If you’ve been following this weekly video post series by Heather, you know that she’s devoted much discussion to what you should do with online writing, such as what will help your make more money, get better rankings, and make your content more easily shared.
But today, Heather takes a different tact in discussing those things that you do not want to do when creating web content – and especially these three definite no-no’s. Tune in and see if you may be guilty of one of them…
In surfing the web, I continue to see these three fatal flaws in website content. If you have any of these terrible 3’s on your own site, now’s the time to go back and redress them!
1) Putting your company’s mission statement on your home page
The first thing that I notice – and especially on B2B sites, or sometimes on smaller business sites – is the tendency to put the company’s mission statement on the home page.
I understand that when a company has invested considerable time and resources into creating their mission statement that they want to share it with their readers. But the home page is not the best place to do that. Somewhere on the “About Us” section, perfect! But please, not on your home page.
- Reality check: your audience doesn’t care.
And this is because what your site visitors are looking for is what’s in it for them: how can your company help solve whatever problem they have in the first place, for them to visit your site?
- It won’t help you position better…nor will it “make more money”.
Putting your company’s mission statement on your home page will do nothing to make you more money, drive new business, or position better. Certainly, if it’s important to you, again, you can put that content in the “About Us” section. But leave it off the home page.
- Focus your content on what you can do for your reader.
Speak to your readers and tell them exactly what it is you can do to help them.
2) Telling only part of the story…
The second thing I will see is where companies only want to tell part of the story. So you might have a services page that tells a little bit about the service, and then there’s “contact us for more details”.
In this instance, they’re only giving their reader peanuts – they’re not giving them the full story. And there’s a couple of reasons for this that I hear:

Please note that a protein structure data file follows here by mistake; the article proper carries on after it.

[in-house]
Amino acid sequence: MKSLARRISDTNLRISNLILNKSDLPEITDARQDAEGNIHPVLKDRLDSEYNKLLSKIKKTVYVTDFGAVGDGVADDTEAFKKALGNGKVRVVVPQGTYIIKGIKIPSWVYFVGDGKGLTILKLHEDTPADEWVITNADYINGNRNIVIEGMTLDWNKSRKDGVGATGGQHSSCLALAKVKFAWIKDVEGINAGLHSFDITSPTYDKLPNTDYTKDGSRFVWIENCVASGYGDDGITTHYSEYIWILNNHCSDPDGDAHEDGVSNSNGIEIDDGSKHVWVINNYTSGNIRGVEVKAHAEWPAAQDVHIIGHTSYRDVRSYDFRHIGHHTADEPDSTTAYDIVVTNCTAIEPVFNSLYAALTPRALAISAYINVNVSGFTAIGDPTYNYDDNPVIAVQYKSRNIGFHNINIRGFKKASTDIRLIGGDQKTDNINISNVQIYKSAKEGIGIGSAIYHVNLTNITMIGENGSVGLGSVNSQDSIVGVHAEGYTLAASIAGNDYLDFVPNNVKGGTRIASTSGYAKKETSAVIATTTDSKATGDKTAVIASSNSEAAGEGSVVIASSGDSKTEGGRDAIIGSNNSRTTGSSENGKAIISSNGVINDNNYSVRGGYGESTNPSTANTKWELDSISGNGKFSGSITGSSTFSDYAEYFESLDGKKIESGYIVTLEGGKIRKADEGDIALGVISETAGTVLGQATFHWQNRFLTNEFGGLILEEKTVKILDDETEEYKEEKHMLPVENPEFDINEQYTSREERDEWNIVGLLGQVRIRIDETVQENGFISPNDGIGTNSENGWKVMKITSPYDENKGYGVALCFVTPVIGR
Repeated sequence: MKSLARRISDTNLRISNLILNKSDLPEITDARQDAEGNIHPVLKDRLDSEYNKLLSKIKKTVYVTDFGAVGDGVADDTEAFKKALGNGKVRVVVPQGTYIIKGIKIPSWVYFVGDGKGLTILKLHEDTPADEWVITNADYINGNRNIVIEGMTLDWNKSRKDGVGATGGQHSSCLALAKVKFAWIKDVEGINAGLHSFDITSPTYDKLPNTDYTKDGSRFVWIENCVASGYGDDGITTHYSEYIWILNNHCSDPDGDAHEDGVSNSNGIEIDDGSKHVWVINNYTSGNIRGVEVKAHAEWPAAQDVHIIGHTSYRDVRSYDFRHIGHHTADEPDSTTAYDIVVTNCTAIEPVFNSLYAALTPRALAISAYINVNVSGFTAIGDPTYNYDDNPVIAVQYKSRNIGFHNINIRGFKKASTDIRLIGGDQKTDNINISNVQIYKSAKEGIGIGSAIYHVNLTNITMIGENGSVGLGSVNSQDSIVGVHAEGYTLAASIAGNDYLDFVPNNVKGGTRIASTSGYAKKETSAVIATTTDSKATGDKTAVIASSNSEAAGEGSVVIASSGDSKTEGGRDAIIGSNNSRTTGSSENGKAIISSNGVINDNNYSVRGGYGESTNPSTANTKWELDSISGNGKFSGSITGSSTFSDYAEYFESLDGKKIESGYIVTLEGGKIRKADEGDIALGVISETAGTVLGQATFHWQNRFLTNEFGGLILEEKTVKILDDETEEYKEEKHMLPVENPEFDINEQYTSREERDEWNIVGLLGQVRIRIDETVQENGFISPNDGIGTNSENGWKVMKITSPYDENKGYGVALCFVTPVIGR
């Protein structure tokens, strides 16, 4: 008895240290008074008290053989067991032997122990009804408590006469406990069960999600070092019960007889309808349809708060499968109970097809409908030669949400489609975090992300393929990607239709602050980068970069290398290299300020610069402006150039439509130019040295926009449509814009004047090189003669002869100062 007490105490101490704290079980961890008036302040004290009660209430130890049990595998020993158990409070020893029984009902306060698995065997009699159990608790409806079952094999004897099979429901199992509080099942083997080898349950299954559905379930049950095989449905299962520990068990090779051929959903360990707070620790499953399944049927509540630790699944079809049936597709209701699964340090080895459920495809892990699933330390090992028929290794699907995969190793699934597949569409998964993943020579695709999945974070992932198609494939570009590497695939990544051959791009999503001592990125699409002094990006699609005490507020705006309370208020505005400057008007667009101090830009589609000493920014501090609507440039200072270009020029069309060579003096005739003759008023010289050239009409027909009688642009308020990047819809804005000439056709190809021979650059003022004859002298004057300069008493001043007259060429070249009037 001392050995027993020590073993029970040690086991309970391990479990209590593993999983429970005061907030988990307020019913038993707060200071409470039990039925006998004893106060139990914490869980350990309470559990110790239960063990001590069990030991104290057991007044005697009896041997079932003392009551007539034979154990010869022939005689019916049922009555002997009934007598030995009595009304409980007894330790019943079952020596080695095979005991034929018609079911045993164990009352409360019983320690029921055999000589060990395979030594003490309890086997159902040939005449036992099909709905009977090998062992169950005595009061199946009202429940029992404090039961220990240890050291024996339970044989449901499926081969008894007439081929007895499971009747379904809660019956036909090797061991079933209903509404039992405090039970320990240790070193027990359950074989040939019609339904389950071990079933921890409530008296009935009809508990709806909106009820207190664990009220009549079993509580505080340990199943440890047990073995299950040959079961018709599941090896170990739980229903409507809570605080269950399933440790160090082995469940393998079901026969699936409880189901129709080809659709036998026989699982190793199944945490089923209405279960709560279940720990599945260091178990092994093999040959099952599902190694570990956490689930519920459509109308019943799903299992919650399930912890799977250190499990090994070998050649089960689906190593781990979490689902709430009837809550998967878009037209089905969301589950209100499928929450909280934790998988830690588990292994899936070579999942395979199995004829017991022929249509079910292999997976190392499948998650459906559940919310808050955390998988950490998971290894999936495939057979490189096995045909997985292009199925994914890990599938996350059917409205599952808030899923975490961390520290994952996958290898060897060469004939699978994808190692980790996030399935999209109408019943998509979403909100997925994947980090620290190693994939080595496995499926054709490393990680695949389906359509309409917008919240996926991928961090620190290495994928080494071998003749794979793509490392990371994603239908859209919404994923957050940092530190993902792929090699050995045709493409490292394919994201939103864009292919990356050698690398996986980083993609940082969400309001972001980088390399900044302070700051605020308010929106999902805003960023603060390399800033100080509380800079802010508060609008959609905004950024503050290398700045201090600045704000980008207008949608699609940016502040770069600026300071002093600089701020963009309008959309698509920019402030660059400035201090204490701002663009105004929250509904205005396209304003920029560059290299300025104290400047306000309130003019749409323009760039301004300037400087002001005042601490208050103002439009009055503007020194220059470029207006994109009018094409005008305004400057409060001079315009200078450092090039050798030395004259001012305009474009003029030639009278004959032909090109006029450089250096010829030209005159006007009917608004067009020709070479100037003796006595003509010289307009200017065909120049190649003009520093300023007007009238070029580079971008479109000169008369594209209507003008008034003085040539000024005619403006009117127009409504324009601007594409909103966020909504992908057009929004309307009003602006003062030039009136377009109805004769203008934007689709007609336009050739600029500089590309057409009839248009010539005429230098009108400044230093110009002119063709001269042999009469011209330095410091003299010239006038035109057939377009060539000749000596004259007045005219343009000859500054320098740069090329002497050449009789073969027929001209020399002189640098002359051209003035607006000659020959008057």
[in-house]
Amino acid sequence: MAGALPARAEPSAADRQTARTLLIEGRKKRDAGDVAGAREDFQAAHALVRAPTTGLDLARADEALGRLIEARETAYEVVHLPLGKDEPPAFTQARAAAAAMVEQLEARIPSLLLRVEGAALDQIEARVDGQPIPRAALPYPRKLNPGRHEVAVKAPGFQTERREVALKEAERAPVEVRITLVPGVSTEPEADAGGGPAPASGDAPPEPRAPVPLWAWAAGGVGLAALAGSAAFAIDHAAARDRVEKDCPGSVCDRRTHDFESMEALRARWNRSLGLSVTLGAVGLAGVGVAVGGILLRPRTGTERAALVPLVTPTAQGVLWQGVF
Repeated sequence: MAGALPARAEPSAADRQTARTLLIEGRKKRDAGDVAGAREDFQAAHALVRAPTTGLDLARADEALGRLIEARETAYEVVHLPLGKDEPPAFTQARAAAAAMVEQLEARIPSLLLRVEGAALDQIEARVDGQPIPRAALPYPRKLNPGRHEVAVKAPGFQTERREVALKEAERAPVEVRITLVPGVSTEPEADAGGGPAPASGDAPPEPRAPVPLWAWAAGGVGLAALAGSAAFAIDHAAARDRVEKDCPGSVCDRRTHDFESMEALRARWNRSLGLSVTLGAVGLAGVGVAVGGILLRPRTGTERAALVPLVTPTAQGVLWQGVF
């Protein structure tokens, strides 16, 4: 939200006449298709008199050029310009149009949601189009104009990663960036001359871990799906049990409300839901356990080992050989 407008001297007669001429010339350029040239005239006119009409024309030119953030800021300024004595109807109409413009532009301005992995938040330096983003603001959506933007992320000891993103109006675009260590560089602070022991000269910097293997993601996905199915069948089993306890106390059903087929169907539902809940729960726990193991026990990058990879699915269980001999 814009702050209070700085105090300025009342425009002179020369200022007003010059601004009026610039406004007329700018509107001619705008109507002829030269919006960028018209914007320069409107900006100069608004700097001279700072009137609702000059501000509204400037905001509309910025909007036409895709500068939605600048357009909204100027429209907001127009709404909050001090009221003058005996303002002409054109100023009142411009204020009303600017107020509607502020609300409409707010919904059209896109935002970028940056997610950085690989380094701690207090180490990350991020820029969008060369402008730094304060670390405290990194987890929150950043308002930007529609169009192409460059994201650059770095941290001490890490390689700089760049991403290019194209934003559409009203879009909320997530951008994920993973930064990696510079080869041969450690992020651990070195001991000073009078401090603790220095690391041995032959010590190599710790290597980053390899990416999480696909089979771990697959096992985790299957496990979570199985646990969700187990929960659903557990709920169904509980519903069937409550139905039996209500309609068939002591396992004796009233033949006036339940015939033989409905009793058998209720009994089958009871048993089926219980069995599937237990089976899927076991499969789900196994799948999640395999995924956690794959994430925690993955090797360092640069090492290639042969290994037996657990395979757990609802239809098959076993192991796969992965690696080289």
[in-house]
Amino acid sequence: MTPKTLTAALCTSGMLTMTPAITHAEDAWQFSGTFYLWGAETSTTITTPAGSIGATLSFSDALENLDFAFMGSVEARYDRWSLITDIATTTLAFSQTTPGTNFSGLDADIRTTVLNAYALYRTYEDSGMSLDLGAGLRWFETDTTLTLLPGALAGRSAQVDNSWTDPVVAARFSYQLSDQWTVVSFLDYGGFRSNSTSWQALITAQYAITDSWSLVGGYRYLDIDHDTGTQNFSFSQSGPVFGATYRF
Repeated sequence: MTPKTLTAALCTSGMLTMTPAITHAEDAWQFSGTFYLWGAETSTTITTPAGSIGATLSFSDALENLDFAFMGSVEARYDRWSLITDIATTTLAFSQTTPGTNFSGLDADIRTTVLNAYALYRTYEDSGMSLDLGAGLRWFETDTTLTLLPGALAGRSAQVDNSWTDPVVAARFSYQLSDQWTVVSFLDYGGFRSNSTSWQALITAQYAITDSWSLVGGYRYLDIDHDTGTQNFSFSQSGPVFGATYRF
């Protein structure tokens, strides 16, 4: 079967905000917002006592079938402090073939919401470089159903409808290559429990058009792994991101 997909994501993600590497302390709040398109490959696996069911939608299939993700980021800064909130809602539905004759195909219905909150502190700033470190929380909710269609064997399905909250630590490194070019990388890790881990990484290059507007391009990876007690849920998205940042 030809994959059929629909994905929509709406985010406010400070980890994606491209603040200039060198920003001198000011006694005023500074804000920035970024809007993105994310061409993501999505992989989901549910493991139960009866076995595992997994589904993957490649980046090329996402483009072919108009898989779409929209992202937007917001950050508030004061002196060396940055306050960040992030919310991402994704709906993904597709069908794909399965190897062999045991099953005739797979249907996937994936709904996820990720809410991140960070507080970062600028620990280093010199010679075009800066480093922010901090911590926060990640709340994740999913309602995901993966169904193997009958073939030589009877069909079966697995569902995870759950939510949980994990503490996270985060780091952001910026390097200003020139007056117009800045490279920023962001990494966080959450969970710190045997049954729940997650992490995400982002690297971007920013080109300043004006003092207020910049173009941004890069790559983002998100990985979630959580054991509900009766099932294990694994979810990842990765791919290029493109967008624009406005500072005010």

- Some people think that short, “incomplete” content will drive emails/leads.
The thinking here is that the site owner assumes that their readers will think ‘Oh wow! That sounds really interesting! I don’t know much about it, but now I really want to know! I’m going to contact them right now! Nope. Doesn’t happen that way.
- Other people are afraid of giving too much away.
I’ll hear this a lot in more competitive industries, when the business owner says ‘Well, we don’t want to have all of that information on our services page, because our competitors might copy us and then where will we be?’
The thing is that in order to get people to contact you, you have to give them a reason. Those sexy blurbs that don’t really tell the story probably won’t be enough to help increase your conversion rates, because folks usually want to make that your service is a good fit for them before they contact you.
- The solution? Give your readers the information they need to know.
If you’re not sure about this solution, test it!
Send your readers to two different pages on an A/B split test, wherein the first you provide just a little bit of information, and the second you provide a more robust explanation. I’ll almost guarantee you that the page that provides more information will drive a higher quality and more motivated lead, and probably more leads altogether!
3) Writing “techie” content in order to sound smarter.
Finally, the third thing I see – and this is definitely a syndrome in the B2B world, although sometimes I’ll see it with B2C sites as well – is where companies have obviously told their copywriters to write “techie” content.
Why? Because they want to sound smart online.
Certainly, if you are targeting your site to highly technical people, you want to create content that appeals to them. So in that case, technical writing is perfectly okay!
- It’s important that readers understand your content.
But if you’re trying to write over your readers’ heads just to sound smart, that’s probably going to backfire on you. At the end of the day, you need people to actually understand your content.
- Using big words and long sentences won’t impress most readers.
You also really need to think about this in terms of who comes to your site when they’re looking for vendors.
If you’re writing highly technical content, but the person visiting your site isn’t necessarily technical – such as an administrative assistant, or someone who needs to figure out if you’re a good fit for the company they work for – if you’re writing over their heads, they may think “Oh, I’m not sure this is a good fit, I don’t think I’m going to pass this along to my boss. I think I’m going to look for another source, instead.”
- Your solution? Write for your target audience.
You want to write for your readers in a language that they will understand, and that in turn will definitely help you increase your time on site, and it will increase your conversion rates as well!
Thanks for joining this week’s SEO Copywriting video! Remember, if you have a question or topic suggestion, we’re all ears! Simply email Heather via firstname.lastname@example.org and she may well answer your question or address your topic next week! See you then!
If you are writing your own content and you’d like some tips about how to write Panda-safe and Penguin-safe content – and how to write for Google – simply sign up for the free SEO Copywriting Buzz Newsletter and download the How to Write for Google white paper – also free!
photo thanks to DanBrady